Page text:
maybe there are other circuits that need that AC, like power failure sensing then it makes sense it won’t work properly

could simply be a DC-blocking capacitor before the bridge... either way, i will try chopped DC and see what happens. i have a un-filtered 12V power-supply that could work. if it does, i don't need a H-bridge, but just a single transistor (small MOSFET maybe) circuit to make it work off of DC power.

Just a wild thought. You might try connecting the 12Vdc to your alarm with the polarity reversed. Perhaps the circuit looks for a negative voltage to determine if AC is being provided.

Still thinking...

The simplest approach is two MosFets driving the ends of a 24VAC Ct transformer. However I doubt you will find any 12vac to 12Vac or 24 to 12 etc transformers.

But transformers are pretty efficient so you might get a 24Vac Ct to 120Vac connected to a 120 Vac to 12Vac transformers

Did you in fact try connecting the DC to the alarm system both ways round?

The problem - as always - is that you are not adequately describing the situation. :roll_eyes: I am going to presume the input connections are screw terminals, along with a (substantial) number of other connections including the backup battery which you mention.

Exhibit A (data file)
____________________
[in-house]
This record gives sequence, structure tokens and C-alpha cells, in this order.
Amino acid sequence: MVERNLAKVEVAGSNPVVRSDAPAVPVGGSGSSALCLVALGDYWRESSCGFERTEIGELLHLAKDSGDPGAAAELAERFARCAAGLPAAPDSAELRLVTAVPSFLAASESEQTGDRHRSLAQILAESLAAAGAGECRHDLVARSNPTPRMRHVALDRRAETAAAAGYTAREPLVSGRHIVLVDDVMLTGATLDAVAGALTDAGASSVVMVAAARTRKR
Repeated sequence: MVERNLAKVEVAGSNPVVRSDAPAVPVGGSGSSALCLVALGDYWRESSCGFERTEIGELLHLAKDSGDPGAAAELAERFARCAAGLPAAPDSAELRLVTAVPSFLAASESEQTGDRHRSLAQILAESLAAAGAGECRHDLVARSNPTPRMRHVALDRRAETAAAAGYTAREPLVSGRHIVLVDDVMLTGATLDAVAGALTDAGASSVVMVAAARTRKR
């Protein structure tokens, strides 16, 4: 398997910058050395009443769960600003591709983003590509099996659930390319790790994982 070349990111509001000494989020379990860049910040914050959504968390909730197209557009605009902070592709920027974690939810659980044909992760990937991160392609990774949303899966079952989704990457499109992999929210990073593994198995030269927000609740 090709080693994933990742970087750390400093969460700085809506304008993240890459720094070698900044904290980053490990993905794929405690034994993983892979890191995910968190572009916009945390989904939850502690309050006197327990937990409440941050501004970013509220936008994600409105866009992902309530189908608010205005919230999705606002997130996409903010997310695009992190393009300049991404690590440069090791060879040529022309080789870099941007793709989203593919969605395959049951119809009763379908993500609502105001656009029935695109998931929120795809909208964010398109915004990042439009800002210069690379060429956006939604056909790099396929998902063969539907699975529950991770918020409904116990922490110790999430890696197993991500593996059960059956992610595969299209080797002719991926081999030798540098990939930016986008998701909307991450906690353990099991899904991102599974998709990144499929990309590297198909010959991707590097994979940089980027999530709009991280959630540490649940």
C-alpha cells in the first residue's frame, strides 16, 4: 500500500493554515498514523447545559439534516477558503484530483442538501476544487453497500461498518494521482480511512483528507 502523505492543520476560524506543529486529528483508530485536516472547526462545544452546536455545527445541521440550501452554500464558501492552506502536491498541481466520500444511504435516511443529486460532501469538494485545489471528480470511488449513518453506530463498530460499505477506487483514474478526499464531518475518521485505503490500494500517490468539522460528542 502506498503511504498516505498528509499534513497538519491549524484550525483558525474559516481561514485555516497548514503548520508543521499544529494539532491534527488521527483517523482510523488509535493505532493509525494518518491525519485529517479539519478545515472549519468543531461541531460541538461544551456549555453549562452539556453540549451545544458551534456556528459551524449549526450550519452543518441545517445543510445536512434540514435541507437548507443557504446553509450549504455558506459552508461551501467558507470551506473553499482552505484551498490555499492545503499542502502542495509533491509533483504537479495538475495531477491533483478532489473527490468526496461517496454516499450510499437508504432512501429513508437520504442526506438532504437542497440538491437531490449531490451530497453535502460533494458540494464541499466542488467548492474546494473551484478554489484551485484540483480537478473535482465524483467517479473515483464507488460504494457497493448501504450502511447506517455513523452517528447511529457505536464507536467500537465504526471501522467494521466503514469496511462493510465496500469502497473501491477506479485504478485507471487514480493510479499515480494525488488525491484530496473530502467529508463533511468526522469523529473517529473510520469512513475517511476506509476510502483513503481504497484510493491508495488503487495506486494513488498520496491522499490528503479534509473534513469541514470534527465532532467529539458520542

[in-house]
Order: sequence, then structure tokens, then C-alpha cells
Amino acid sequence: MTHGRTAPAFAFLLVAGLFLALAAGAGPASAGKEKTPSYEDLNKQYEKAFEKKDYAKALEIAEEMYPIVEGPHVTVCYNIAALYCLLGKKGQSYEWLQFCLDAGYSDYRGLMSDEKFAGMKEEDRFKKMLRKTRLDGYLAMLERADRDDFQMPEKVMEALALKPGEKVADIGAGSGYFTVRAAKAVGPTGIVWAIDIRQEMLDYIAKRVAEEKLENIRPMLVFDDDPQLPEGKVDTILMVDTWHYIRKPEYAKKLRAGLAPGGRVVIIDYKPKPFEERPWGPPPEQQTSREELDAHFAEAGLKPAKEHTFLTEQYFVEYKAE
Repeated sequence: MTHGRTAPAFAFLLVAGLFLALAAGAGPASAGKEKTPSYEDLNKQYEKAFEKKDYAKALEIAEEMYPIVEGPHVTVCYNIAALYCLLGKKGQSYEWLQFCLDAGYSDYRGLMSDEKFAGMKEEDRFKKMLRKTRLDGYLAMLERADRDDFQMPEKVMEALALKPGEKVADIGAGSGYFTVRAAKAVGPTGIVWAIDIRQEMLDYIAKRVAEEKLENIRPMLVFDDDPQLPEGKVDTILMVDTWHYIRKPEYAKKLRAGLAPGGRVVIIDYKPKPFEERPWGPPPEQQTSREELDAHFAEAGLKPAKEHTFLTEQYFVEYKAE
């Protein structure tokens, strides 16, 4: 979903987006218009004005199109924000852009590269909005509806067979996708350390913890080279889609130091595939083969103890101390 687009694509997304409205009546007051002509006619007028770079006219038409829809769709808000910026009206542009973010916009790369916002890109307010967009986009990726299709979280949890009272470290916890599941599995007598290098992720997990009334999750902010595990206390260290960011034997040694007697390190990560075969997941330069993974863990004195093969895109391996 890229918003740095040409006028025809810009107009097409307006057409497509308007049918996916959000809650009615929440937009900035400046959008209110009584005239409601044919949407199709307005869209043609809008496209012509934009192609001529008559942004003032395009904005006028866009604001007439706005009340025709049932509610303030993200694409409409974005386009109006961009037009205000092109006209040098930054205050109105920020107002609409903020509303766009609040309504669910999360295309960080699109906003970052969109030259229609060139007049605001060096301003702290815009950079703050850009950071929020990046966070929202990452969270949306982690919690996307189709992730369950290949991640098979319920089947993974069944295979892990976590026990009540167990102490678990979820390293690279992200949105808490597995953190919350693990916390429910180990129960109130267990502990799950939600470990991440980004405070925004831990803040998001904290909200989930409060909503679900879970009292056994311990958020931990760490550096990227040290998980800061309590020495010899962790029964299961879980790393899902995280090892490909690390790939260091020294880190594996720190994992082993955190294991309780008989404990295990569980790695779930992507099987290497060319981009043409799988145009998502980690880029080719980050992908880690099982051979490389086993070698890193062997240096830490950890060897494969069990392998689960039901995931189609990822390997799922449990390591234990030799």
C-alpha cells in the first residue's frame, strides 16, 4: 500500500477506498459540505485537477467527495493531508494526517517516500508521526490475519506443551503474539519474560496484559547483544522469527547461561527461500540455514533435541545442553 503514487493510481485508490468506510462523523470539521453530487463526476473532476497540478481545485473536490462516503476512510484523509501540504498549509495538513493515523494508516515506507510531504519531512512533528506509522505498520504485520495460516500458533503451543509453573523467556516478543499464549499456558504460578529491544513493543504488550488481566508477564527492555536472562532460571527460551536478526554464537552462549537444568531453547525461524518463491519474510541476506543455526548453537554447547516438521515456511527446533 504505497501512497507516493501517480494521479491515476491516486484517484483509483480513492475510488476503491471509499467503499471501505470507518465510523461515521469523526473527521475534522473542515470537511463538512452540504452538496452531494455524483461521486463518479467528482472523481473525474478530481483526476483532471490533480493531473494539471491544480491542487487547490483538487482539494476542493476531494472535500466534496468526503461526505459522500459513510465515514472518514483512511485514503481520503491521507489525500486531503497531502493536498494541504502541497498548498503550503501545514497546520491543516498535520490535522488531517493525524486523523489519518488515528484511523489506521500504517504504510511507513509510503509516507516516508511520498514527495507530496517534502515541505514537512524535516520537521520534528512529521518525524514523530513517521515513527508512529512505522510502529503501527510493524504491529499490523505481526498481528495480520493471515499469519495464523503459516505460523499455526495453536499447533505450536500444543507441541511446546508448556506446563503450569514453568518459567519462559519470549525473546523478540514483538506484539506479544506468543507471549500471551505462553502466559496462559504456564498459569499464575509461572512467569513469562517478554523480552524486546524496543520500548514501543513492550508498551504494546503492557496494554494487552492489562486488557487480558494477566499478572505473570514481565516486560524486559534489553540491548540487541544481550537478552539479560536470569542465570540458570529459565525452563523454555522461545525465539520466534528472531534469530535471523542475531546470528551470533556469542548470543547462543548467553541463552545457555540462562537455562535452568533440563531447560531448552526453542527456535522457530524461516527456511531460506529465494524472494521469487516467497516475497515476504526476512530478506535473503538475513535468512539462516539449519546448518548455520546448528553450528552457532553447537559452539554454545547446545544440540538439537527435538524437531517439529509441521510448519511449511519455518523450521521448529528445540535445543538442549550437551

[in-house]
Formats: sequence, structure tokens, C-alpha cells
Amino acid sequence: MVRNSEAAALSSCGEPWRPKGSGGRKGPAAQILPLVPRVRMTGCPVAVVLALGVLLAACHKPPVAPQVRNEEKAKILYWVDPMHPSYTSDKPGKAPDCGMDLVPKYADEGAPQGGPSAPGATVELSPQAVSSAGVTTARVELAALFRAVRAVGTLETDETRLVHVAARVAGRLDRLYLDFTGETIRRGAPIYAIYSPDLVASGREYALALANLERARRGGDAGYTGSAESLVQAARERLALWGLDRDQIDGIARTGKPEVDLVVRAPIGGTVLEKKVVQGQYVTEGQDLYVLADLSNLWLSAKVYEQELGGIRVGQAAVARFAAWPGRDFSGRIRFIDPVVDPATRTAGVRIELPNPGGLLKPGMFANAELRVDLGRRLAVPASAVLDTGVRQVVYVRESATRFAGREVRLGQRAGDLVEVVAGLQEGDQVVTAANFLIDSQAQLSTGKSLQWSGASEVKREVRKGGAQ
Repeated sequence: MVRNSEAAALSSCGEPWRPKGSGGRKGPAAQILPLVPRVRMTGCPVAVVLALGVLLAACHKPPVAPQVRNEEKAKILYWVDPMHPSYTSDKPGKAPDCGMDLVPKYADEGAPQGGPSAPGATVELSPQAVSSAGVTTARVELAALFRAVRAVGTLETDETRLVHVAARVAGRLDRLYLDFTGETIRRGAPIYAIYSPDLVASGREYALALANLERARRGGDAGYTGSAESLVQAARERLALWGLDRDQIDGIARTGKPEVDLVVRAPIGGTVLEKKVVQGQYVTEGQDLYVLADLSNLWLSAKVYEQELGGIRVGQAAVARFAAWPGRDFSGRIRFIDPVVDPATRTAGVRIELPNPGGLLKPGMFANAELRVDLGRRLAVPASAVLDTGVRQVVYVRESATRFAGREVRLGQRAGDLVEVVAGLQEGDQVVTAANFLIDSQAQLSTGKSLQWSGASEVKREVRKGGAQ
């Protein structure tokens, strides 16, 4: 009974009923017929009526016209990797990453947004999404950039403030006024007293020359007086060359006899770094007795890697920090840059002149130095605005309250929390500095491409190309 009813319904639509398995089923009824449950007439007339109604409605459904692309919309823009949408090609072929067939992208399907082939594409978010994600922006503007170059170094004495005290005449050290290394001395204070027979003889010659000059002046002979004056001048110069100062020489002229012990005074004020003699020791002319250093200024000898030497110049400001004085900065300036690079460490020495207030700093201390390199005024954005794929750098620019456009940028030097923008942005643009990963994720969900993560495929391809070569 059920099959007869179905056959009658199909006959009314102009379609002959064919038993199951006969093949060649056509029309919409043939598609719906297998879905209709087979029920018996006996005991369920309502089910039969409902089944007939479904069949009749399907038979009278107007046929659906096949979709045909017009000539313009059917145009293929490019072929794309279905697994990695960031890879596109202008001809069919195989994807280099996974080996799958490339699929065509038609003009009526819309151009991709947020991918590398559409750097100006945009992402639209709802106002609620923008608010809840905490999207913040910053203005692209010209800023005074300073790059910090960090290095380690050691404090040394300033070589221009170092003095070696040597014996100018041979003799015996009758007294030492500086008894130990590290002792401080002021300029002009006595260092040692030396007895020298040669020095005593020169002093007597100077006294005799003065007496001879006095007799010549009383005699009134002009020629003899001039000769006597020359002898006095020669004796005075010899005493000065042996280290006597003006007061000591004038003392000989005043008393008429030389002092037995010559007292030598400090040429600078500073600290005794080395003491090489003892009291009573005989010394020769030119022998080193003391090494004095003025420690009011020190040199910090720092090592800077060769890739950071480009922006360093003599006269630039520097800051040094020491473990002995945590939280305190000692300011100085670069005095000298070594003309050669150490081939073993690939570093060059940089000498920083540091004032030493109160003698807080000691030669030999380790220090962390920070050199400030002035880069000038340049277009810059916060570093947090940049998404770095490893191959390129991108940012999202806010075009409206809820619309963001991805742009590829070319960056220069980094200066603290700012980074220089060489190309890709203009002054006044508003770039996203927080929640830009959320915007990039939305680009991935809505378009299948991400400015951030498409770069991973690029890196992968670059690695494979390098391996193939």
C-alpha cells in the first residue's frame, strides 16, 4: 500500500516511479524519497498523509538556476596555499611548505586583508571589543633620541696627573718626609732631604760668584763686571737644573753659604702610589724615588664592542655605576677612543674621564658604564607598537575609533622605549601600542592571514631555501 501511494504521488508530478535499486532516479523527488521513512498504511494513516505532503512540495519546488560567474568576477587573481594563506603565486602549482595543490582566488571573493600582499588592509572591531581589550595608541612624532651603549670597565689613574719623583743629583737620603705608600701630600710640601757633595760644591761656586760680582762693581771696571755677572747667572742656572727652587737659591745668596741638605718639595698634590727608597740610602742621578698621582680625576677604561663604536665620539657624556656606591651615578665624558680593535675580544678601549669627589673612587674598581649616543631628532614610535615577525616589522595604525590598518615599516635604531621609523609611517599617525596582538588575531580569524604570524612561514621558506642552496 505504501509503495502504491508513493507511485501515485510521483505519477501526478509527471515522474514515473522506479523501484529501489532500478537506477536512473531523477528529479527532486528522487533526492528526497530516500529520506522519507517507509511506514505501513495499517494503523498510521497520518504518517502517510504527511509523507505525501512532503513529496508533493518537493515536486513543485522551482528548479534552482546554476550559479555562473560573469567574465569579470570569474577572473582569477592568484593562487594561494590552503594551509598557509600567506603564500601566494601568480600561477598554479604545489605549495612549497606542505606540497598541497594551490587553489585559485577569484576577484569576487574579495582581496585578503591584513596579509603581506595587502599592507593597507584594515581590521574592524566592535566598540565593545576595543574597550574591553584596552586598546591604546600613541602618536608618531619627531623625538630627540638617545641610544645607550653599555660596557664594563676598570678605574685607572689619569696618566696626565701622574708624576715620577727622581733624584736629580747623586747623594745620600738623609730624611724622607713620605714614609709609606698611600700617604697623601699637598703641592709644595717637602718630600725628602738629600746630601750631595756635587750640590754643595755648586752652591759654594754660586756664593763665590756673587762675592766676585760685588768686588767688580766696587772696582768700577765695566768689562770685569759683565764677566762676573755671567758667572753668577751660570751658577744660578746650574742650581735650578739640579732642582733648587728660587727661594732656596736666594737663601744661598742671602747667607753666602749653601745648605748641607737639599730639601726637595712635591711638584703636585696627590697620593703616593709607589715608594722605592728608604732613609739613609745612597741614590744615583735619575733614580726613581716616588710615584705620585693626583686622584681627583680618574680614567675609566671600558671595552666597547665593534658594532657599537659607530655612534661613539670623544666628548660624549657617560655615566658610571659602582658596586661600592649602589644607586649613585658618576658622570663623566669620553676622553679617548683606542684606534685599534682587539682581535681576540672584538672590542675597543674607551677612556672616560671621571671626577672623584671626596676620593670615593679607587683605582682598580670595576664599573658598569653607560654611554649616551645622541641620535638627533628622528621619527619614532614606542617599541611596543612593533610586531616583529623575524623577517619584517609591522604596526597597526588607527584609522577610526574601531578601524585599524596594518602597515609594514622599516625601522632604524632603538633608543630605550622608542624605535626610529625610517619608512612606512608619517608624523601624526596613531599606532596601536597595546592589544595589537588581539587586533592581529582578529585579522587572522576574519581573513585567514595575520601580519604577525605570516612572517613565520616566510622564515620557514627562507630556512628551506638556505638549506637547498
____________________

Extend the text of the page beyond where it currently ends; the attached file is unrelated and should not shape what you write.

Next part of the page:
Since you mention the backup battery, a logical approach is to connect your 12 V battery supply as the backup battery, since it is already - a backup battery. :grin: The only reason I can see that you would actually require 12 V AC is that its peak voltage is in fact, 17 V and that voltage may be required by the charging circuit for the lead-acid gel-cell backup battery. Otherwise there is no need for a transformer as a 12 V square wave would be sufficient (except for again - the 1.4 V loss in the bridge rectifier).

Frankly, the proper answer here is to figure out the internal details of the alarm unit and modify it appropriately. However simply connecting your 12 V battery supply as the backup battery and disabling any alarm setting which complains about "loss of power" would seem the simplest.